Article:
Clearly, not everyone takes it to this extreme, but studies have shown that many employees have no issues using their device while at work. One report suggested more than one-third of white-collar Americans watch TV shows or sporting events during their workday. And a Udemy report foundthat 36 percent of millenials and Gen Zers admit to using their phone for personal activities for more than two hours during working hours.

 Financial implications

Problems in your career will ultimately have an impact on your bottom line. But that’s not the only area where smartphone addiction can burn a hole in your wallet. Depending on what you’re using your phone for, you could find yourself deeper in the hole after every session.

For example, many online gaming apps appear to be just for fun at first, but lots of them offer in-app purchases. Once they get you hooked, the spending begins. In fact, gaming apps accounted for 72 percent of iOS App Store spending in 2019.

A whopping 140 games made more than $100 million in 2019 and mobile accounts for more spending than any other gaming platform.

Similarly, gambling apps represent a huge problem for gambling addicts. They are essentially holding a casino in their hand wherever they go. And the same goes for ecommerce sites; ads prey on users with a sense of urgency and purchases can be made with just one or two clicks. Other activities you might use your phone for such as online dating or cybersex can also rack up huge bills.


What to Do About Smartphone Addiction


As with other problematic behaviors, it can be difficult to change habits related to smartphone use. One thing to bear in mind is that this is a widespread problem and there are tools and resources available to help you. Here are some steps you can take to help you or a family member address the issues associated with overuse of smartphones and decrease the time spent on apps.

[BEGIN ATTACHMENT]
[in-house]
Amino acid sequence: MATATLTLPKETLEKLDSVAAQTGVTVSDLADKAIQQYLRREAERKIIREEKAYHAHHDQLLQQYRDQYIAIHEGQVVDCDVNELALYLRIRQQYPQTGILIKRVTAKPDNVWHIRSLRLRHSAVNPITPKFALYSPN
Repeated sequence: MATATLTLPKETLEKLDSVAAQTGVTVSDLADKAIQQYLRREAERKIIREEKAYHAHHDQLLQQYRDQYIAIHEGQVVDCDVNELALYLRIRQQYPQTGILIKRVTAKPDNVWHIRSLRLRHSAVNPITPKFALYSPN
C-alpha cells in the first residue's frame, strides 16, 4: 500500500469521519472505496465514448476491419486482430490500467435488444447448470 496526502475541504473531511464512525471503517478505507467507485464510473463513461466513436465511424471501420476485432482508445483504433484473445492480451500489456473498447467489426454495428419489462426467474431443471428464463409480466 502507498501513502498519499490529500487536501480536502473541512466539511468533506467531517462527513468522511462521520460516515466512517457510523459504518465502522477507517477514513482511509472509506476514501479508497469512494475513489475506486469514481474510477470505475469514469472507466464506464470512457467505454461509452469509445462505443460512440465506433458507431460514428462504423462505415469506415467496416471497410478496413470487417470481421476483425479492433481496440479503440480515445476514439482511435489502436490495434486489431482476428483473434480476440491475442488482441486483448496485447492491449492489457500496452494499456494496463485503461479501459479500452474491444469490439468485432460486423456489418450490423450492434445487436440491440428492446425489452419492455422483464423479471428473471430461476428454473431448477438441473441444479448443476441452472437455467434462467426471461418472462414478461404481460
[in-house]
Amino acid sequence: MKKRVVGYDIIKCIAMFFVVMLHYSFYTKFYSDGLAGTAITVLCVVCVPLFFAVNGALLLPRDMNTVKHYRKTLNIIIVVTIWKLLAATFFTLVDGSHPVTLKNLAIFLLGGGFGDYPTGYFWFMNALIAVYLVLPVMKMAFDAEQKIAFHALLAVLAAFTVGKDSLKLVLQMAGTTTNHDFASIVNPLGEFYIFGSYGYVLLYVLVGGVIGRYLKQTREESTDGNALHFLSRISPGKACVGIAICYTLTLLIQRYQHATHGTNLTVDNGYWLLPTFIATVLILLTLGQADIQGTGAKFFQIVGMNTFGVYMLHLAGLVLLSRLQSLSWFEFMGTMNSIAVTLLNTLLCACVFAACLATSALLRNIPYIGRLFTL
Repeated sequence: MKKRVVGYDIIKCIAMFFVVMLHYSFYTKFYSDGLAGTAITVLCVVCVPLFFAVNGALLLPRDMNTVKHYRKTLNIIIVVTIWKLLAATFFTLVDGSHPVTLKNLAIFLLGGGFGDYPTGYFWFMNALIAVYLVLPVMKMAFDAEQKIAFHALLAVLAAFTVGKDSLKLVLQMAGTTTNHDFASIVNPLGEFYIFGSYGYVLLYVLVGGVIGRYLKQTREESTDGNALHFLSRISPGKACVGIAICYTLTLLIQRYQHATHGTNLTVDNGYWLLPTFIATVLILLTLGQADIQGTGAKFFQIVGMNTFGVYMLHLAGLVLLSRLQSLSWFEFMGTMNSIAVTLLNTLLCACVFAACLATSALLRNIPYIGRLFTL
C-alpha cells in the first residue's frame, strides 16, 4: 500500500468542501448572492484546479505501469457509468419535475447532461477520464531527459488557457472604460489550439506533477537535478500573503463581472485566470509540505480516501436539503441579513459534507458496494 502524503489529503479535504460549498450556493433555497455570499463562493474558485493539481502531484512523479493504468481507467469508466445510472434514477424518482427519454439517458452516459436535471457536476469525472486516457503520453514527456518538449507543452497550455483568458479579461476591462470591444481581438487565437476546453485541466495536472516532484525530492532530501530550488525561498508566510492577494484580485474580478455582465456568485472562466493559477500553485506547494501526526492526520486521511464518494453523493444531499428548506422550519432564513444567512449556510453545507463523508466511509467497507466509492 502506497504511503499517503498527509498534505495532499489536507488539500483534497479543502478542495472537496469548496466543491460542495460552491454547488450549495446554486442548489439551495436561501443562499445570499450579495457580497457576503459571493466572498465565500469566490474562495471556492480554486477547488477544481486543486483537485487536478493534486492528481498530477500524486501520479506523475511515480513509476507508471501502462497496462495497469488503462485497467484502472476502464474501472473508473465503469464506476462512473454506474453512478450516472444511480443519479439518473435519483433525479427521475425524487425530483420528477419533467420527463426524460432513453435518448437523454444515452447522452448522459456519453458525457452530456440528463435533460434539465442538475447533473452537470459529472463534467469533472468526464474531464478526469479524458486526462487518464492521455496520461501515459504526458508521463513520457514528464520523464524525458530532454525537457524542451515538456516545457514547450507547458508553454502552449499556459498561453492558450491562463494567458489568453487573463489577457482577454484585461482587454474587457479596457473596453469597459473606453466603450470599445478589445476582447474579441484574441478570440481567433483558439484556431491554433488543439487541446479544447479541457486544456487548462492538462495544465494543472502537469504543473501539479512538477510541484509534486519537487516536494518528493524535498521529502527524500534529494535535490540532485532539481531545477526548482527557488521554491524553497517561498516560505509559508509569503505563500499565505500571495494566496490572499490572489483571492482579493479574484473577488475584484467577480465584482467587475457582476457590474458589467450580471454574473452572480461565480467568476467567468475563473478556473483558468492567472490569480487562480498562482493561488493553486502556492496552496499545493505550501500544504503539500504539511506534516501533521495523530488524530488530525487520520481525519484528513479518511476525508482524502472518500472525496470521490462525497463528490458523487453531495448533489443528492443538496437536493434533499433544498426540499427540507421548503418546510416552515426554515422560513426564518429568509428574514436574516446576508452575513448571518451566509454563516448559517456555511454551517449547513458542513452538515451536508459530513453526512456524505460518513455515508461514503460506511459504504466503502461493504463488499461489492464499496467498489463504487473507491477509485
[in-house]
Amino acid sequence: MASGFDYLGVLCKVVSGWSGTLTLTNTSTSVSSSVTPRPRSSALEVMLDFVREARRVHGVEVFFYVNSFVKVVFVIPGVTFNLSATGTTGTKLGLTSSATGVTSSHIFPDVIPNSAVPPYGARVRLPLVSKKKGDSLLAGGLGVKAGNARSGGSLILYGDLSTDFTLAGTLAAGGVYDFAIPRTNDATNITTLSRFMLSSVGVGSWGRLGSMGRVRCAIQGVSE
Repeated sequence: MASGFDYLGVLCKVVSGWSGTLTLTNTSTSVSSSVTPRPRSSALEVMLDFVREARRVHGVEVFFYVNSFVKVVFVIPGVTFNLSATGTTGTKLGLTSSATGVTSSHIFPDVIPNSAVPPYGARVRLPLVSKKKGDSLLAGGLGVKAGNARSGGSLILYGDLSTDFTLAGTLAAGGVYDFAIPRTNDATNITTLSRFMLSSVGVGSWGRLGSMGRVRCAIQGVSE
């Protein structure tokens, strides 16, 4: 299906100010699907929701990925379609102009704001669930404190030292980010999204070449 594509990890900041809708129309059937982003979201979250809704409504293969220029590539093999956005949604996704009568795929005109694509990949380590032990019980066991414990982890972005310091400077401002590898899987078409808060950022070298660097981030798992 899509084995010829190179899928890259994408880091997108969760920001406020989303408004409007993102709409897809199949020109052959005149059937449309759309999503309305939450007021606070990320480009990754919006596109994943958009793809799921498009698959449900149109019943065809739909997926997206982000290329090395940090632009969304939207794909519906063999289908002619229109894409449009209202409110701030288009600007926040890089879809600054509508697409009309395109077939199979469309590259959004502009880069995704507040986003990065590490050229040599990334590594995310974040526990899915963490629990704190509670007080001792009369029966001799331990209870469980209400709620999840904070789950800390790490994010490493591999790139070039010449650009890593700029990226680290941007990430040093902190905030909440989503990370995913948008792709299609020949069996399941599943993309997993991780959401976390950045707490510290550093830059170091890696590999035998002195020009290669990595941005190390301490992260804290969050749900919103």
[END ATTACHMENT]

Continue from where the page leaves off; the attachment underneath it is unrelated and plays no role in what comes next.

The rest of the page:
Assess the extent of and reasons for the addiction. As with any addiction problem, it’s important to assess the extent of the issue and to get to the root of it. Why do you think you may have a problem? Do you feel like this is affecting your health, relationships, or career? Is the problem severe or do you think you need to just cut back a bit? You also need to determine what’s causing you to spend so much time on your phoneso that can address individual issues. Do you feel the need to be on social media? Are you checking your email or other apps for work? Are there emotional triggers that cause you to pick up your phone such as stress or loneliness? Tools such as iOS’s Screen Time and Android’s Digital Wellbeing are great for finding out how much time you spend on various applications on your phone. They will even tell you how many times a day you pick up your phone.